New Federal Data Shows Contractors are Getting
Squeezed Between Rising Materials Costs and Stagnant Prices for
January 21, 2010
Based on analysis of the latest producer price index (PPI) conducted
by the Associated General Contractors of America Construction, contractors
are being squeezed by rising materials costs and disappearing profit
margins. The new figures show finished prices of nonresidential
buildings dropped last year even though a number of construction
materials prices have begun to increase in price, notes Ken Simonson,
the association's chief economist.
"Contractors have not been able to pass on these cost increases,
which is bad news for contractors but good news for anyone looking
to build right away," Simonson states. "Pressure is building
on contractors to raise costs, however, so anyone waiting to build
will pay more."
The PPIs for new nonresidential buildings, which include overhead
and profit as well as materials costs, were flat in December and
fell between 2.4 percent and 4.3 percent for the year, depending
on the type of building, Simonson notes. Meanwhile, the PPI for
inputs to nonresidential building construction, a weighted average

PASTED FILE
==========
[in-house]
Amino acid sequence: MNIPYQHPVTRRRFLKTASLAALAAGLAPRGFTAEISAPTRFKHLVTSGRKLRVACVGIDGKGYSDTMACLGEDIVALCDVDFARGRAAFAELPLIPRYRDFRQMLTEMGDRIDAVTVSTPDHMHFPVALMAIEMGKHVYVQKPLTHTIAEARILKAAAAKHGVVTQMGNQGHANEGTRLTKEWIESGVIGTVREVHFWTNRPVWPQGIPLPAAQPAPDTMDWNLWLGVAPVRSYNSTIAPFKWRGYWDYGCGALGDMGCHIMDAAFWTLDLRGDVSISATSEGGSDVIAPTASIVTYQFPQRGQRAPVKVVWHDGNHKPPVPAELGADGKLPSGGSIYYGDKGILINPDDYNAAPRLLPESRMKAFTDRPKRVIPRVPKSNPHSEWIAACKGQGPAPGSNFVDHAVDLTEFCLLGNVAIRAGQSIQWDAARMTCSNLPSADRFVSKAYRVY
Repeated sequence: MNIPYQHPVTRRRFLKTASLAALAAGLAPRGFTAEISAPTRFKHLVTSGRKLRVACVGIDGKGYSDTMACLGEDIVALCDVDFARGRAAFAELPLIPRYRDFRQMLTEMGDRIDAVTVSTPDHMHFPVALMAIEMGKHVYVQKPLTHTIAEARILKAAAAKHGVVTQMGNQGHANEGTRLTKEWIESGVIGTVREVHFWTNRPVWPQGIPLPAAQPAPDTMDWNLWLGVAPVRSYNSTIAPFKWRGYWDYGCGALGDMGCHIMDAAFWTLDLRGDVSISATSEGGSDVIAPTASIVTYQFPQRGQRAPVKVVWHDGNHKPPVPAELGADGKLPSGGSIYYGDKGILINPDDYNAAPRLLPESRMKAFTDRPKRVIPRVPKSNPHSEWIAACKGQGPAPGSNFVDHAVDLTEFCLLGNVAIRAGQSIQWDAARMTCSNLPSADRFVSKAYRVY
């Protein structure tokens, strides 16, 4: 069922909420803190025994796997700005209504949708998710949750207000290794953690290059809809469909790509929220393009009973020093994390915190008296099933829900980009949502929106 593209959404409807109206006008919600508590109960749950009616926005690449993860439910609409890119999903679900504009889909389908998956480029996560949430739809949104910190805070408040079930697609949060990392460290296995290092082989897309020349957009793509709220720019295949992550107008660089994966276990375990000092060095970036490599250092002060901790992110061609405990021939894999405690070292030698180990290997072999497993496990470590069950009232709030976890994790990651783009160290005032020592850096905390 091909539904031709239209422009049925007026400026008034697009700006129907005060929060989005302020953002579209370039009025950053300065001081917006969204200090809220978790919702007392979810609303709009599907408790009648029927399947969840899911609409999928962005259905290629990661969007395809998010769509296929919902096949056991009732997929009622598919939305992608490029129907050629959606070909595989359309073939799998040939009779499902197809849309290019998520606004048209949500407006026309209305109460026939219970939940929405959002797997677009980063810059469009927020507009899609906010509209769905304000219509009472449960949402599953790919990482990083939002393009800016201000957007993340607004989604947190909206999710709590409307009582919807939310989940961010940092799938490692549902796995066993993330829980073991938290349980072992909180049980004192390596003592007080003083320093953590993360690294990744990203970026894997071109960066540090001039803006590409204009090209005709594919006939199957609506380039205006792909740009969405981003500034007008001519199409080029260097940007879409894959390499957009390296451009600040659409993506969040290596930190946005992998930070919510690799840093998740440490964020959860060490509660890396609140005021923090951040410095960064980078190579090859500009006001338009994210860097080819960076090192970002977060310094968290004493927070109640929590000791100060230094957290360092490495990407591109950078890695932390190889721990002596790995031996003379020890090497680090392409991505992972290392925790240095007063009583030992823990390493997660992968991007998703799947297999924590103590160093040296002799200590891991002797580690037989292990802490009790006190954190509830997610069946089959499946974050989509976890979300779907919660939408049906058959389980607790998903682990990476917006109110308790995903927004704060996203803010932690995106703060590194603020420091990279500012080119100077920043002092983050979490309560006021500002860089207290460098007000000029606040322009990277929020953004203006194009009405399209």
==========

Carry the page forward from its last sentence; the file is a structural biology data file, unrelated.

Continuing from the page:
of the materials and diesel fuel used in construction, rose 0.2
percent and 0.4 percent, respectively.
"Contractors are swallowing the materials costs in order to
stay busy," Simonson says, adding that if present conditions
continued for much longer a number of firms are likely to close
up shop, which would cut competition and potentially drive up the
cost of construction services.
A new 2010 construction hiring and business forecast released by
AGC found nearly 9 in 10 contractors do not expect the market to
improve in 2010. As a result, overall economic and employment growth
are likely to lag. The association called on Congress and federal
agencies to take advantage of relatively low construction prices
by moving forward with new infrastructure investments.
"Waiting to make these vital investments will only force taxpayers
to spend more for the kind of infrastructure projects our country
needs to remain globally competitive," says Stephen E. Sandherr,
the association's chief executive officer. He notes that county
and local governments, including D.C.-area Montgomery County, Maryland,
have already realized the need for timely infrastructure investments
and increased their capital budgets. "Congress can boost our
economy, add jobs and get an edge on our competitors by quickly
taking advantage of near record low construction costs," Sandherr
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